Cargo business

The cargo business is the second of the Group’s activities, generating €2.8 billion euros of revenues (11% of total revenues.)

Business environment

In 2013, global air freight traffic (in revenue ton-kilometers) grew by a modest 1.4% after two consecutive years in decline (-0.6% in 2011 and -1.9% in 2012).

The Asia-Pacific airlines, which represent nearly 40% of the world market, recorded a 1.0% fall in cargo traffic volumes, a slower drop-off than in 2012 when traffic declined by 6.2% for a 2.9% reduction in capacity. The European carriers posted cargo volume growth of 1.8% whereas, in 2012, traffic had contracted by 3.1%. The North American airlines saw air freight volumes decline by 0.4%, following a 1.4% fall in 2012. The Middle Eastern carriers continued their strong growth, with a 12.8% increase in traffic. The Latin American airlines saw their air freight volumes grow by 2.4% in 2013 but decline by 5.0% in December. The African carriers posted a 1 % rise in air freight volumes for 2013 as a whole after a 6% increase in 2012.



Air France-KLM Cargo remains a major player in air freight

Air France-KLM Cargo remains a major European and world-wide player with a market share of 8.1% in 2013, down by 0.2 points relative to 2012. This trend in market share reflects the Group’s commitment to prioritizing an improvement in unit revenues and refocusing on the fastest-growing markets. During the financial year, the Group transported more than 10 billion revenue ton-kilometers of which 69% in the bellies of passenger aircraft and 31% in the dedicated cargo fleet, to a network of 251 destinations in 116 countries.

Backed by its two powerful European hubs, Paris-CDG and Amsterdam-Schiphol, Air France-KLM Cargo is well placed to offer its customers the benefit of access to major infrastructure in the European markets. Paris-CDG is the number two European air cargo hub while Amsterdam-Schiphol ranks number three.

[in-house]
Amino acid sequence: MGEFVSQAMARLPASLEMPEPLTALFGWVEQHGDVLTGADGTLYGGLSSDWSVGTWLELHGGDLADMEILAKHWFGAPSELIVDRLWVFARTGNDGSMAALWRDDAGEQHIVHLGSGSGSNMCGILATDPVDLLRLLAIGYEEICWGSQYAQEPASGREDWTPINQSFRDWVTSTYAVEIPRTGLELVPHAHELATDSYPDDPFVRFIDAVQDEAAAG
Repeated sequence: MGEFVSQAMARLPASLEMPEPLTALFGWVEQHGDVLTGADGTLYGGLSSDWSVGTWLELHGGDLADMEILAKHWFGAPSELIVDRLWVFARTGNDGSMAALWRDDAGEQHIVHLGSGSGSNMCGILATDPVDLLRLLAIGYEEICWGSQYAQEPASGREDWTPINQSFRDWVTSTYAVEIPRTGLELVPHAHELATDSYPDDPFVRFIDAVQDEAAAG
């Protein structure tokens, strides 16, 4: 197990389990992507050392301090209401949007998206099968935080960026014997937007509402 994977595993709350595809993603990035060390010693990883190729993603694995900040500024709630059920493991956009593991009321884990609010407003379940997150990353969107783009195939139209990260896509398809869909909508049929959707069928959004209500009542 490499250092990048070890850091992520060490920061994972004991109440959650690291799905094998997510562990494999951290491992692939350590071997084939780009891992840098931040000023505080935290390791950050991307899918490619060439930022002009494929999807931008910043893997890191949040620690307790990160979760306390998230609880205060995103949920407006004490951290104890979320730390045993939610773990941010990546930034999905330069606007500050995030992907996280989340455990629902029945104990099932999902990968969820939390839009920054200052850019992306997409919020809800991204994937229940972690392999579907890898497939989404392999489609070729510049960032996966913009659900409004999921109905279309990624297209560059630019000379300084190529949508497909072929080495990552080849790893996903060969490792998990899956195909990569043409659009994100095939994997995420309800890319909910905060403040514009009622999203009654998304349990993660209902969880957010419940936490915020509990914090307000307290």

New "belly-dominant" business model and Transform 2015

In 2010, confronted with the crisis in the sector, the Group adopted a new “priority to bellies and combis” strategy aimed at optimizing the economics of “passenger” aircraft bellies. The full freighter fleet is used as a complement to cover the routes not served with passenger flights, products that cannot be carried in the hold and markets in which belly capacity is not adapted to demand. In the prevailing very difficult context in 2012 and 2013, this positioning was reinforced by new measures launched within the framework of Transform 2015.
For the past three years, Air France-KLM Cargo has thus been implementing an extensive transformation and adaptation program focused on revenues, outstation costs, hub productivity, quality, optimized payload on bellies and combis and headcount reduction.
In 2013, thanks to all these economic and commercial measures, the business managed to reduce its losses despite the marked deterioration in unit revenues (down by 4.2% on a constant currency basis). The turnaround in results being however insufficient, the Group launched in October 2013 a number of additional measures.
These additional measures notably foresee the reduction in the full freighter fleet to ten aircraft (two at Paris-CDG and eight at Amsterdam-Schiphol) by 2015, i.e. a further reduction of some 32% in full freighter capacity between 2012 and 2015. The Orly cargo hangar will be sub-contracted while headcount will be adapted thanks, notably, to a voluntary departure plan targeting 280 Full Time Equivalent positions in the sector in addition to the voluntary departures looked for in the other businesses.